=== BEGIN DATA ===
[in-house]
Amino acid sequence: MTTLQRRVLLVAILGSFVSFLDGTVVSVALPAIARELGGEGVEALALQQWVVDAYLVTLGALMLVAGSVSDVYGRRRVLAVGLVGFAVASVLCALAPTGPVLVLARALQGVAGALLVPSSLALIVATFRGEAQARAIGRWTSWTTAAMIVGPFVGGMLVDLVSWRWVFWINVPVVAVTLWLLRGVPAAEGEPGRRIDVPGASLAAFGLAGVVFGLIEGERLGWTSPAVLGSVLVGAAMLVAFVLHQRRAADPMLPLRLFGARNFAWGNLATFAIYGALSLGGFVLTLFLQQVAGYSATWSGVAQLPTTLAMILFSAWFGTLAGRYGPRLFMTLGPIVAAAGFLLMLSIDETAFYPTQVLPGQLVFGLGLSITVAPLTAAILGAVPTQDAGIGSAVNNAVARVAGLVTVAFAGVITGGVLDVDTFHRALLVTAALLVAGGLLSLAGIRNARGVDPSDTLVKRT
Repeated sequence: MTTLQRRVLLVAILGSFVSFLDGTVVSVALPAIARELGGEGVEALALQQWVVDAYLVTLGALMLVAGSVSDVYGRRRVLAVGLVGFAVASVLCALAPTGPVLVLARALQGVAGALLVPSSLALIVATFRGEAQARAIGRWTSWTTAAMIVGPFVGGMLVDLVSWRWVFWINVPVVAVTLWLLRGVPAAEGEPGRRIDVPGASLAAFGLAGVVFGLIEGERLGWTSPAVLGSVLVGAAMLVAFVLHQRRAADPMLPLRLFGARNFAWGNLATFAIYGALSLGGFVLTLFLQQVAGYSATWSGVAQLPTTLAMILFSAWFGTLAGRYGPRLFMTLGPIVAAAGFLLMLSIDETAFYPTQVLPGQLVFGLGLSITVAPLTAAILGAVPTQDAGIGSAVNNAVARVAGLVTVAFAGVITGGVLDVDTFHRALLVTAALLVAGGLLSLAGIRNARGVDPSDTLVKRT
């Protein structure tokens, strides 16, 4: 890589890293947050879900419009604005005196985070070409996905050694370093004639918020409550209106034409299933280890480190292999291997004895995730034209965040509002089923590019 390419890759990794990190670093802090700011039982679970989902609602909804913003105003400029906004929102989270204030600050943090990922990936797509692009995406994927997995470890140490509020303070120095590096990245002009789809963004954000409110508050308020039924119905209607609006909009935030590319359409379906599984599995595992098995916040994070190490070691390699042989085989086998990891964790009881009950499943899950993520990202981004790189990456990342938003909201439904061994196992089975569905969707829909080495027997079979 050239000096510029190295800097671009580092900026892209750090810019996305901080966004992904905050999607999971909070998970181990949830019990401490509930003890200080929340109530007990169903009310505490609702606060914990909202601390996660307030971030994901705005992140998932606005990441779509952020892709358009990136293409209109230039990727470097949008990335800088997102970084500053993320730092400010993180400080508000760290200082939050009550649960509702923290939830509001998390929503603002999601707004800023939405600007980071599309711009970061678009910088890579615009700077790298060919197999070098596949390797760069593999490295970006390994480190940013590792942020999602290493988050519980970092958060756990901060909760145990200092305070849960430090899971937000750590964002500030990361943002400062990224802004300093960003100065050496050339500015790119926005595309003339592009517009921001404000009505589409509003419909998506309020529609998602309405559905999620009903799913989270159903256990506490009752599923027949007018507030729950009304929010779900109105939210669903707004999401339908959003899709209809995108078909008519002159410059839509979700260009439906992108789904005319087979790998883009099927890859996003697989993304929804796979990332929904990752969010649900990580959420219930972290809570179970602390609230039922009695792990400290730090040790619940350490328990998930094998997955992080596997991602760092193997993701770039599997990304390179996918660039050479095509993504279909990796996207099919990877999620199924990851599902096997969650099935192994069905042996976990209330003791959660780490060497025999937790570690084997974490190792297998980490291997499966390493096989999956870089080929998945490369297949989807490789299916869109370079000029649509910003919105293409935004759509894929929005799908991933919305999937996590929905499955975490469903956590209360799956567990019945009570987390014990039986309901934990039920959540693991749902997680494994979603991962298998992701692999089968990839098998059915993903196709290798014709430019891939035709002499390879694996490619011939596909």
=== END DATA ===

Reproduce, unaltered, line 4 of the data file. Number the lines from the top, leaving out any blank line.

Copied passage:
């Protein structure tokens, strides 16, 4: 890589890293947050879900419009604005005196985070070409996905050694370093004639918020409550209106034409299933280890480190292999291997004895995730034209965040509002089923590019 390419890759990794990190670093802090700011039982679970989902609602909804913003105003400029906004929102989270204030600050943090990922990936797509692009995406994927997995470890140490509020303070120095590096990245002009789809963004954000409110508050308020039924119905209607609006909009935030590319359409379906599984599995595992098995916040994070190490070691390699042989085989086998990891964790009881009950499943899950993520990202981004790189990456990342938003909201439904061994196992089975569905969707829909080495027997079979 050239000096510029190295800097671009580092900026892209750090810019996305901080966004992904905050999607999971909070998970181990949830019990401490509930003890200080929340109530007990169903009310505490609702606060914990909202601390996660307030971030994901705005992140998932606005990441779509952020892709358009990136293409209109230039990727470097949008990335800088997102970084500053993320730092400010993180400080508000760290200082939050009550649960509702923290939830509001998390929503603002999601707004800023939405600007980071599309711009970061678009910088890579615009700077790298060919197999070098596949390797760069593999490295970006390994480190940013590792942020999602290493988050519980970092958060756990901060909760145990200092305070849960430090899971937000750590964002500030990361943002400062990224802004300093960003100065050496050339500015790119926005595309003339592009517009921001404000009505589409509003419909998506309020529609998602309405559905999620009903799913989270159903256990506490009752599923027949007018507030729950009304929010779900109105939210669903707004999401339908959003899709209809995108078909008519002159410059839509979700260009439906992108789904005319087979790998883009099927890859996003697989993304929804796979990332929904990752969010649900990580959420219930972290809570179970602390609230039922009695792990400290730090040790619940350490328990998930094998997955992080596997991602760092193997993701770039599997990304390179996918660039050479095509993504279909990796996207099919990877999620199924990851599902096997969650099935192994069905042996976990209330003791959660780490060497025999937790570690084997974490190792297998980490291997499966390493096989999956870089080929998945490369297949989807490789299916869109370079000029649509910003919105293409935004759509894929929005799908991933919305999937996590929905499955975490469903956590209360799956567990019945009570987390014990039986309901934990039920959540693991749902997680494994979603991962298998992701692999089968990839098998059915993903196709290798014709430019891939035709002499390879694996490619011939596909």